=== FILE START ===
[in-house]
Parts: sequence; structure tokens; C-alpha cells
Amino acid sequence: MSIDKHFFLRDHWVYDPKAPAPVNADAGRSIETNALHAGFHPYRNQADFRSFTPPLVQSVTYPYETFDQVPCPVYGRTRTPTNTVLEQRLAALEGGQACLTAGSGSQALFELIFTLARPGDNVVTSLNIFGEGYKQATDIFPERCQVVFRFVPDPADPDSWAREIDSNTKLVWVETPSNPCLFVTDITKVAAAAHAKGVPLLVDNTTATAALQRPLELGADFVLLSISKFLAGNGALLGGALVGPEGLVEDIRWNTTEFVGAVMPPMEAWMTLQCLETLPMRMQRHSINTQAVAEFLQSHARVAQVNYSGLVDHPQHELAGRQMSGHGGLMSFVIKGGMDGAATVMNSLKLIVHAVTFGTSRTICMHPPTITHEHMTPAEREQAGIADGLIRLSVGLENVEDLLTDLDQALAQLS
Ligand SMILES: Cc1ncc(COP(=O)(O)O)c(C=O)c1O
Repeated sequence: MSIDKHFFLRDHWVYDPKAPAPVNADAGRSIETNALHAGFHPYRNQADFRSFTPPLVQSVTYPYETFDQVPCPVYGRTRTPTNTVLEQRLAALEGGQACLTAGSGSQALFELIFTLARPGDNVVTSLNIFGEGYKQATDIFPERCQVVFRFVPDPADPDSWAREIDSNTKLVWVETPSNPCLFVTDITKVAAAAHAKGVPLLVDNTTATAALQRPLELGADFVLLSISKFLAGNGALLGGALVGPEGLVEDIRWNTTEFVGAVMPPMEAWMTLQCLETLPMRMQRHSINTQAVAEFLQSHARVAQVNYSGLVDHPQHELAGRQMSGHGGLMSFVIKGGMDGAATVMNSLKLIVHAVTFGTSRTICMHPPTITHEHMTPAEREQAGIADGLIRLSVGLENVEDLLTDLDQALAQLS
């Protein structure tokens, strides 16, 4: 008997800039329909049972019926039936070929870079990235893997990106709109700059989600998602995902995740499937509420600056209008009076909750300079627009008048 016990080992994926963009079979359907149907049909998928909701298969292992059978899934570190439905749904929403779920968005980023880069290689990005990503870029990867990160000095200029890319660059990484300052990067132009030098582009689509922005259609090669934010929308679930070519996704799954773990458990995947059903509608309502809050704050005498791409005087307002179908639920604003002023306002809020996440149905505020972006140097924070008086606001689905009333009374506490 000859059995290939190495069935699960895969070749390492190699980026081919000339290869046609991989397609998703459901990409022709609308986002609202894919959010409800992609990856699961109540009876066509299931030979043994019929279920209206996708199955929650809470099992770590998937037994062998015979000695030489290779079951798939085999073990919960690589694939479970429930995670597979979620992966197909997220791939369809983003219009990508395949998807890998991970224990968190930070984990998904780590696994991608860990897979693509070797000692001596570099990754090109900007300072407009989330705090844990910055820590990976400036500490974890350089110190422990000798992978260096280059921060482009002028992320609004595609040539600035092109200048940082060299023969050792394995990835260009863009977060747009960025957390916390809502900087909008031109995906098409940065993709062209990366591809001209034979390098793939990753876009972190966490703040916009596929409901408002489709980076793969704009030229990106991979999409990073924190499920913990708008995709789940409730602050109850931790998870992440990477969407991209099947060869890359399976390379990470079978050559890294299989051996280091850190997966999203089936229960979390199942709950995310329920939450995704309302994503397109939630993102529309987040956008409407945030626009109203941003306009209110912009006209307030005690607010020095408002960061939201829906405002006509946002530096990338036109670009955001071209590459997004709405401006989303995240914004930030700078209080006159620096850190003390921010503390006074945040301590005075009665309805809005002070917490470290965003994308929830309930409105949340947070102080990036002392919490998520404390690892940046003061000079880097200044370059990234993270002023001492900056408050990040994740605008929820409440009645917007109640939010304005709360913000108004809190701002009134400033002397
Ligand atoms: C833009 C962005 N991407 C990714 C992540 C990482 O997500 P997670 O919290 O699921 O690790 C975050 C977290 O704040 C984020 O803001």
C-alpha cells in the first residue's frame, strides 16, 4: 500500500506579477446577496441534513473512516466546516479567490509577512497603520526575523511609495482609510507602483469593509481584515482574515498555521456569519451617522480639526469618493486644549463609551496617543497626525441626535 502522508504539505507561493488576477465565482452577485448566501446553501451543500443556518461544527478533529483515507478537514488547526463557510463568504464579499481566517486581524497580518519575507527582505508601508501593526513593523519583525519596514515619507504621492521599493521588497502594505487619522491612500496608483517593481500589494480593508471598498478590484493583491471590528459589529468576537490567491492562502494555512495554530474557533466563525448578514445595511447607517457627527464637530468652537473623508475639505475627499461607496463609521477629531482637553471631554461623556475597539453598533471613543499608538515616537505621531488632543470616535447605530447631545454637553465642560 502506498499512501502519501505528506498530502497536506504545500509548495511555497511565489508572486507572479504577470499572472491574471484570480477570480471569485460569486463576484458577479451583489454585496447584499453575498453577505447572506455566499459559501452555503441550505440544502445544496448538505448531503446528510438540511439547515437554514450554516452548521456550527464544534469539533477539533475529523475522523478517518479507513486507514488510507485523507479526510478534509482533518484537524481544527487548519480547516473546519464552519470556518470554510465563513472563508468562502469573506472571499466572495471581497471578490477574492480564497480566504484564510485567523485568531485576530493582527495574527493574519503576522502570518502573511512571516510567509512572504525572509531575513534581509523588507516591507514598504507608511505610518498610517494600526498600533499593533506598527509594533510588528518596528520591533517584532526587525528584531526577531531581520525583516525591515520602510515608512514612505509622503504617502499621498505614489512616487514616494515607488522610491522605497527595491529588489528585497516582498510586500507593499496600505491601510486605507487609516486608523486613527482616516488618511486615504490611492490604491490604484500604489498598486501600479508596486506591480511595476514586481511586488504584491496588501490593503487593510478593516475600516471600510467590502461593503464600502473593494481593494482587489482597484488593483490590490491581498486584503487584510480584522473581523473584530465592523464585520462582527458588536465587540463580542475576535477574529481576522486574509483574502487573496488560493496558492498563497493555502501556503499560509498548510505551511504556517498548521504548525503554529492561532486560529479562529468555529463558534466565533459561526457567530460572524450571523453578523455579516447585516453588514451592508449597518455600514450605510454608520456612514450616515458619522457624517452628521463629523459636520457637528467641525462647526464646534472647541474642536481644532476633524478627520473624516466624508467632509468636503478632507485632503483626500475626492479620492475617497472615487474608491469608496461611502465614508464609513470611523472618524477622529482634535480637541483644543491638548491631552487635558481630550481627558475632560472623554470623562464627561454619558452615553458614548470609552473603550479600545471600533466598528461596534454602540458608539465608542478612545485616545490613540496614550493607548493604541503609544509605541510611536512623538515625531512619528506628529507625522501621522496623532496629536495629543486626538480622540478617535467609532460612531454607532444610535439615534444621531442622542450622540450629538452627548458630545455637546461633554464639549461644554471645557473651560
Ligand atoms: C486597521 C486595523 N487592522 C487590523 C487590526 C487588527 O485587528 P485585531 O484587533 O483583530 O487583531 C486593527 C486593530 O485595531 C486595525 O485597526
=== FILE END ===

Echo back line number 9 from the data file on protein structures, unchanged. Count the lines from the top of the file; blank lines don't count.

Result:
Ligand atoms: C486597521 C486595523 N487592522 C487590523 C487590526 C487588527 O485587528 P485585531 O484587533 O483583530 O487583531 C486593527 C486593530 O485595531 C486595525 O485597526